NASA will buy moon dirt from these 4 companies

NASA just bought the rights to four batches of future moon samples for the low, low price of $25,001.

a close up of the moon: An image of the near side of the moon based on data from NASA's Lunar Reconnaissance Orbiter.

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An image of the near side of the moon based on data from NASA’s Lunar Reconnaissance Orbiter.

The space agency inked deals with four companies that will collect lunar rock and dirt in the next few years and then sign the material over to NASA. The contracts are designed to get the ball rolling on the extraction, sale and use of off-Earth resources, which agency officials stress are key to extending humanity’s footprint into the final frontier.


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“We think it’s very important to establish the precedent that private-sector entities can extract, can take these resources, and NASA can purchase and utilize them to fuel not only NASA’s activities but a whole new dynamic era of public and private development in exploration on the moon and then, eventually, to Mars,” Mike Gold, NASA’s acting associate administrator for international and interagency relations, told reporters during a teleconference today (Dec. 3).

Related: NASA’s full plate of moon missions before astronauts can go

NASA has not yet made plans for the retrieval of the collected samples, and it’s unclear if the material will be brought to Earth, agency officials said. (NASA already has a lot of moon rocks here; the Apollo missions hauled home 842 lbs., or 342 kilograms, of lunar material between 1969 and 1972.)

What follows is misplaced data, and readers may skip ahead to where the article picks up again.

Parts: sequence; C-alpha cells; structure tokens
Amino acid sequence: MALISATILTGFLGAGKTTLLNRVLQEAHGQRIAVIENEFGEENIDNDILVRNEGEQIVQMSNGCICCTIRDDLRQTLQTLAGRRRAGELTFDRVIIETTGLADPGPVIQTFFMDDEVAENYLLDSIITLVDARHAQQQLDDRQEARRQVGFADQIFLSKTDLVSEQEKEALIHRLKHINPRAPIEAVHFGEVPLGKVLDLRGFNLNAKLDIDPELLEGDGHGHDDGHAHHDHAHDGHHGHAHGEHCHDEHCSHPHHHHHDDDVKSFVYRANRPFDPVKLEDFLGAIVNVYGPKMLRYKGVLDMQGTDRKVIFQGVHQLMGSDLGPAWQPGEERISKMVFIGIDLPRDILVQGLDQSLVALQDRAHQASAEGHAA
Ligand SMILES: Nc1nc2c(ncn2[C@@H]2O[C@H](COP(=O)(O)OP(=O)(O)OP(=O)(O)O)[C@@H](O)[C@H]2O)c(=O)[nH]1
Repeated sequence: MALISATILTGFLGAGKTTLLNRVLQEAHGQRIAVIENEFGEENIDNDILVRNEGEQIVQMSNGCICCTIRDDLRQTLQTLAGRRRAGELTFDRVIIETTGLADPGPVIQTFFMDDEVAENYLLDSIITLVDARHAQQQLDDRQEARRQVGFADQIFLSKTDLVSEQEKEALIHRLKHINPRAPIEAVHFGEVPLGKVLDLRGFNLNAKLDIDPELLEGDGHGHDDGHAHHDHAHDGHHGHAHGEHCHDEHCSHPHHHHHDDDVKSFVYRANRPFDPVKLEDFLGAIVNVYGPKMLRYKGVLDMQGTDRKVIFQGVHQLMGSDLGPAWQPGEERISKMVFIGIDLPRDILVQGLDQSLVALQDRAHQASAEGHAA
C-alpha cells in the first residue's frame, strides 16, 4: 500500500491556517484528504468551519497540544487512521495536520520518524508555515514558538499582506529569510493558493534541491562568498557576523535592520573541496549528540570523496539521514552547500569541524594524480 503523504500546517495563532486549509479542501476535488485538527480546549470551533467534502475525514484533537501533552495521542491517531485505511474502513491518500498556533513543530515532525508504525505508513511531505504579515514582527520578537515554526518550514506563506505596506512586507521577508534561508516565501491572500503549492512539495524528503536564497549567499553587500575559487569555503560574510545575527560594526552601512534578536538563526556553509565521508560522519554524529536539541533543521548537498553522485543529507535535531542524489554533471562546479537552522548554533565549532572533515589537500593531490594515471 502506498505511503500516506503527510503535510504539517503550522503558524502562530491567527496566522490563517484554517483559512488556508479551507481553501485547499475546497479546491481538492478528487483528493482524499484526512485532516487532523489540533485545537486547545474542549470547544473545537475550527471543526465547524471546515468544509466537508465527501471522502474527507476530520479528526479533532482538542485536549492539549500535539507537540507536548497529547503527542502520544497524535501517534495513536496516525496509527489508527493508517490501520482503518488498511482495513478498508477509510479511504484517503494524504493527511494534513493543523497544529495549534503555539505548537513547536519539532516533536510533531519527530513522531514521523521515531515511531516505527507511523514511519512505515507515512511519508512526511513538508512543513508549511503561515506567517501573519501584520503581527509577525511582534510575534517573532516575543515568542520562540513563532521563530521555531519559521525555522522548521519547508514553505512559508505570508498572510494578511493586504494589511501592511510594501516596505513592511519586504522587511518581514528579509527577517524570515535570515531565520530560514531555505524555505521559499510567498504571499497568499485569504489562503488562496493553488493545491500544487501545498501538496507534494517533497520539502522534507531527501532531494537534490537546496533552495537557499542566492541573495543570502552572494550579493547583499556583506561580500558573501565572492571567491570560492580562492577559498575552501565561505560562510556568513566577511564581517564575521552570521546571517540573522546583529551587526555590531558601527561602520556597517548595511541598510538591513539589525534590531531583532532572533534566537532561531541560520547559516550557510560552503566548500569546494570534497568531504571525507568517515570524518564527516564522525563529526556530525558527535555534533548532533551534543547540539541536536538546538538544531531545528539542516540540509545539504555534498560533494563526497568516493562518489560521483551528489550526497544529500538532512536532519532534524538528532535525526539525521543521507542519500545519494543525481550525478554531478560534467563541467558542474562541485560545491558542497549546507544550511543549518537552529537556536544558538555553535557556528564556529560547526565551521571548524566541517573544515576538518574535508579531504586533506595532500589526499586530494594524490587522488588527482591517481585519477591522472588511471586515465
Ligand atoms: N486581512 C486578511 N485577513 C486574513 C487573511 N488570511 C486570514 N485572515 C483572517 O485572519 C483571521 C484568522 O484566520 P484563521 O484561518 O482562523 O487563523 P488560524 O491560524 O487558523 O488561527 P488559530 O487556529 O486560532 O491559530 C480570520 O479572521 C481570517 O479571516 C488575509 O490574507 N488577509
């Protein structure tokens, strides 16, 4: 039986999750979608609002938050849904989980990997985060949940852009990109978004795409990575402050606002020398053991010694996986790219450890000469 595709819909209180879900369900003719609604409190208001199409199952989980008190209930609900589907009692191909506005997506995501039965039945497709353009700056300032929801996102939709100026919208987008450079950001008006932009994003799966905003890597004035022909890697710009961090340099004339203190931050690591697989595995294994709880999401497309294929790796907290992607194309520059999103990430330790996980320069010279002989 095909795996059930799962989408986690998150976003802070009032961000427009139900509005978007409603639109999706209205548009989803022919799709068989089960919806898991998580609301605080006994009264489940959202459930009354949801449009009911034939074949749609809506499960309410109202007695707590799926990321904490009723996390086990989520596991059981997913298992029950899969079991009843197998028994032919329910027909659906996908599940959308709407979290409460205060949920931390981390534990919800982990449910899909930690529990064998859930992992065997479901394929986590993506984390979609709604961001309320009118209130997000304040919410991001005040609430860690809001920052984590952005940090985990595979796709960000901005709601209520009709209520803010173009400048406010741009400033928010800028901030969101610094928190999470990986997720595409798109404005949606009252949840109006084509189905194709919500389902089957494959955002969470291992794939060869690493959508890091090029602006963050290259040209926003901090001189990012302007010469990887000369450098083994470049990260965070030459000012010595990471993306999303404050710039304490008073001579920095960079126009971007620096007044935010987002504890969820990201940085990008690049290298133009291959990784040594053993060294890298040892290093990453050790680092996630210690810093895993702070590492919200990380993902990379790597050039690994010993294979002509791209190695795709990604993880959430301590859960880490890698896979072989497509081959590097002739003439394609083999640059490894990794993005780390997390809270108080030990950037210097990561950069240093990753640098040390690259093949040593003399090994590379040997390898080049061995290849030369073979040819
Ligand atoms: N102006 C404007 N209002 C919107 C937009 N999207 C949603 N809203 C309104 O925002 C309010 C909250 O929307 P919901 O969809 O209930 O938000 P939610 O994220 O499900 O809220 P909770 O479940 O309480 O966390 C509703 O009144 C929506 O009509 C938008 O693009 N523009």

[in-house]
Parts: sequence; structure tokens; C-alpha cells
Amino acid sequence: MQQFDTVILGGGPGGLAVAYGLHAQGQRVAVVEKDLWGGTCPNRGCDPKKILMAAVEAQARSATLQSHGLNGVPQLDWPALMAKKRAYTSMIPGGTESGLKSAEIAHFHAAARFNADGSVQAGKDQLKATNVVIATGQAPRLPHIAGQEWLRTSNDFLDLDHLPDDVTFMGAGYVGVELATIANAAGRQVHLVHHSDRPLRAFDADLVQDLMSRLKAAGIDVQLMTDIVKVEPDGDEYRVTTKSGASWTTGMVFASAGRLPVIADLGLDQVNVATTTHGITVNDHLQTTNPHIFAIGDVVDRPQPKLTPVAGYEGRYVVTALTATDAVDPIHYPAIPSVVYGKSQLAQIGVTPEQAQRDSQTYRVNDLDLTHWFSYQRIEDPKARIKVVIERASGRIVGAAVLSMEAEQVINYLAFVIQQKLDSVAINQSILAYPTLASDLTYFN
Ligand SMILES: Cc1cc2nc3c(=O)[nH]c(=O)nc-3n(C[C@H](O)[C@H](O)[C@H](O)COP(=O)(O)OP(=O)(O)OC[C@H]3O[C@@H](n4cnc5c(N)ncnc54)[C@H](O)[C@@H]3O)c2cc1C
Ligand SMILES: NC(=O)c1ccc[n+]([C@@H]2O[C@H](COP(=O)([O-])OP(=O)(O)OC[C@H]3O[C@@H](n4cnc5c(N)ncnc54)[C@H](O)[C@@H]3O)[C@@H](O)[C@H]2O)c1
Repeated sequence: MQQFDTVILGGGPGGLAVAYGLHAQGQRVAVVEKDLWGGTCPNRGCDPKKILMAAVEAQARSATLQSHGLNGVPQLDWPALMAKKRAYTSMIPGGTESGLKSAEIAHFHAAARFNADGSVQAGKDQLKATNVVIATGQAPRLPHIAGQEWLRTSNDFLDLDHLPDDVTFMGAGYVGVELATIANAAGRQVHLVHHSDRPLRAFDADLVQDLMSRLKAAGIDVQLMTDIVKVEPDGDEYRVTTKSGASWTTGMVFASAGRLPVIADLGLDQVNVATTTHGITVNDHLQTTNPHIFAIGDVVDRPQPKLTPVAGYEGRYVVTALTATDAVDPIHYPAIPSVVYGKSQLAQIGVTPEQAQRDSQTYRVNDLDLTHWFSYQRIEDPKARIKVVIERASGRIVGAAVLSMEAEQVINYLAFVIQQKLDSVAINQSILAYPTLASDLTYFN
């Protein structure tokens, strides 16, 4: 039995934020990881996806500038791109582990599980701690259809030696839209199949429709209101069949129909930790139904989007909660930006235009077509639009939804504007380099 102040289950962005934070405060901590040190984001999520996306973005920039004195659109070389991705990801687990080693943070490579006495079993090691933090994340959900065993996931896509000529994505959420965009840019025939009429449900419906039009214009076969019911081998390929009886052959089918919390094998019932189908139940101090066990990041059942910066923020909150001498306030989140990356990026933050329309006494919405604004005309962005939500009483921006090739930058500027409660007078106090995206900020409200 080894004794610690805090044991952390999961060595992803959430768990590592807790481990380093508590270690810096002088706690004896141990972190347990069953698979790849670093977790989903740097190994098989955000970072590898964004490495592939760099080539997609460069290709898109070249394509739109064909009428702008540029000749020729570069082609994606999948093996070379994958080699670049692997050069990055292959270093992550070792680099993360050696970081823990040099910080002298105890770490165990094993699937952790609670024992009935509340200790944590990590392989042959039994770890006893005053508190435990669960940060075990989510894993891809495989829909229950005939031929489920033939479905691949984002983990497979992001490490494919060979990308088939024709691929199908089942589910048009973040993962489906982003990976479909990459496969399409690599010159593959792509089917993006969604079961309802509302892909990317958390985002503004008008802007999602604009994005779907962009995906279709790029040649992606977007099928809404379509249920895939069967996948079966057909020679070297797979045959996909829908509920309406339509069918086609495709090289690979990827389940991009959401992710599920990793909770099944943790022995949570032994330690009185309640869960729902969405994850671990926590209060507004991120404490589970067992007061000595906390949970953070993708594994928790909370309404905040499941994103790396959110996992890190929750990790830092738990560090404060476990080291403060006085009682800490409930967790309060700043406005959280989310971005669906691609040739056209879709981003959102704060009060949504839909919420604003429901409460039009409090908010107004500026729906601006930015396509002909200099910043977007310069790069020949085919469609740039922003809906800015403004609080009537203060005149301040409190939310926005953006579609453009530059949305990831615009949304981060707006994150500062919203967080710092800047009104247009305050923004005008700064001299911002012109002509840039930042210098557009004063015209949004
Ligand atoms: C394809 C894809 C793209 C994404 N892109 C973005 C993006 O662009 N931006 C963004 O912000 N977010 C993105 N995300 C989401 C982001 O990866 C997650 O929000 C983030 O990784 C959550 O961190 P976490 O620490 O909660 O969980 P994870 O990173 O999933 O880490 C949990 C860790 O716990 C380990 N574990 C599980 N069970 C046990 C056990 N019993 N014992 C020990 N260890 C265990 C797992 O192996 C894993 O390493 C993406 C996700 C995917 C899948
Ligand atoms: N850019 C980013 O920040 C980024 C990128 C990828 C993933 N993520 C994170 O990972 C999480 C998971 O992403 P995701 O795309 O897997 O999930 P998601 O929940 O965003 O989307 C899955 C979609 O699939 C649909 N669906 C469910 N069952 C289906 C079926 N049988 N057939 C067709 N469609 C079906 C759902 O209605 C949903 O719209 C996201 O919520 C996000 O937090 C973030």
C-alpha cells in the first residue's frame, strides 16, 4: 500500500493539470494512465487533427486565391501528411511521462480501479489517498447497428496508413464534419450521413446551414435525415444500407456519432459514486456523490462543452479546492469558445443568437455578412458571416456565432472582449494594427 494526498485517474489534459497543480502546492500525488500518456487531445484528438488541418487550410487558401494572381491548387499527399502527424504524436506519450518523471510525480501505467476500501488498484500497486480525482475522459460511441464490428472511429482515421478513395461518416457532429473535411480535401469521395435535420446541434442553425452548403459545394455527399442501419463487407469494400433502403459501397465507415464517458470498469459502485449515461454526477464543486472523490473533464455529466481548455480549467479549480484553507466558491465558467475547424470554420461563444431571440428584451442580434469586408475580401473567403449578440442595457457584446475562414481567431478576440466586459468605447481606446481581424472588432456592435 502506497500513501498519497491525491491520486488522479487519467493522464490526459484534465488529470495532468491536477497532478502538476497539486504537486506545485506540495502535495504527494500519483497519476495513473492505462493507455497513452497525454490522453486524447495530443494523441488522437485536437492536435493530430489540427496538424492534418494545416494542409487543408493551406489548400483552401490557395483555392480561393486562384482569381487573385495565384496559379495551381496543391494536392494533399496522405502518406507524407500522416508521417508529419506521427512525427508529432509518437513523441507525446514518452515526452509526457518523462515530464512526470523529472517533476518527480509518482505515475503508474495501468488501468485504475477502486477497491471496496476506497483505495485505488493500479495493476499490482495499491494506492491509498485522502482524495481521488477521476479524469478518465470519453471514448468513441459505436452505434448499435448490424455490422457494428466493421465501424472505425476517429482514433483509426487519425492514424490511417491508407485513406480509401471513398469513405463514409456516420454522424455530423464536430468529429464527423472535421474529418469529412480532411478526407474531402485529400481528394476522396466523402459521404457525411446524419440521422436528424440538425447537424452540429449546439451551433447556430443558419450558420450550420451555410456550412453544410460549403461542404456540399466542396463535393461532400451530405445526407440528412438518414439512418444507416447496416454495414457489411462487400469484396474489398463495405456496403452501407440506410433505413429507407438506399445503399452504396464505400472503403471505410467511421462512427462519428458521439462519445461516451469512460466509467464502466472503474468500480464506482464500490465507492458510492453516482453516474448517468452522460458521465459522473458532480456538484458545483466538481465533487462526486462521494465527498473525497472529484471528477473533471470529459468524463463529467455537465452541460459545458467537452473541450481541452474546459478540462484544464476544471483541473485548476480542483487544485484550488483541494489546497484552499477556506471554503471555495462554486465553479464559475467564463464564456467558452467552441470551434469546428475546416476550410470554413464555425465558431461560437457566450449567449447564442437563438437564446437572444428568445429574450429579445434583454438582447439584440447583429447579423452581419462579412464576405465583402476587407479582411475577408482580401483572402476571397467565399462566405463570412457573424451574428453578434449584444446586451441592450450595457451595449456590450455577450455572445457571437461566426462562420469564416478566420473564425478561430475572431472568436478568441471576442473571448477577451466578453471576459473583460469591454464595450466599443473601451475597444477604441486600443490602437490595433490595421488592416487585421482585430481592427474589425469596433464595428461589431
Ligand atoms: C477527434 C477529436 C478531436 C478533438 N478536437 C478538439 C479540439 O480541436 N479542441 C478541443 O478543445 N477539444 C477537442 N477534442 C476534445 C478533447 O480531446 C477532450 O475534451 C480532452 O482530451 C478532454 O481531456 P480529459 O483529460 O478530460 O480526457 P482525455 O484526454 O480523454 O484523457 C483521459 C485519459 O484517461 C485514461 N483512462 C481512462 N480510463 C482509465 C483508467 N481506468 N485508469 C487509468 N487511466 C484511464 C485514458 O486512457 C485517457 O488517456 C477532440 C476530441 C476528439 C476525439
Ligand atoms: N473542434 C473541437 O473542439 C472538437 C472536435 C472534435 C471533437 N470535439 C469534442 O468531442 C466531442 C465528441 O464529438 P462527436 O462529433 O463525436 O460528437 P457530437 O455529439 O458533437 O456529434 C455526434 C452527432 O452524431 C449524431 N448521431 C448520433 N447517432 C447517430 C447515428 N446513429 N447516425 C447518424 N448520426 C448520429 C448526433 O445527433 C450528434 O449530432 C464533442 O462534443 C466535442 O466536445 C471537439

The four companies, and their contract awards, are Masten Space Systems of Mojave, California ($15,000); ispace Europe of Luxembourg ($5,000); ispace Japan of Tokyo ($5,000); and Colorado-based Lunar Outpost ($1).

The funding is so low because NASA is paying solely for the collected material, without footing the bill for any of the companies’ development costs, agency officials said. 

Masten, ispace Europe and Lunar Outpost all plan to collect their samples from the moon’s south polar region, where the three companies aim to land in 2023. Masten will use its XL-1 lander, ispace Europe will rely on its Hakuto-R lander and Lunar Outpost’s robot will apparently hitch a ride to the lunar surface aboard Blue Origin’s Blue Moon lander, NASA officials said today.

Hakuto-R is also the lander of choice for ispace Japan, which will collect samples from Lacus Somniorum, a site on the northeastern near side of the moon, following a planned touchdown there in 2022.

Each set of snagged samples will weigh between 1.8 and 18 ounces (50 to 500 grams), according to a request for proposals that NASA released in September. The four companies will provide imagery of the samples, as well as data that identifies where it was collected.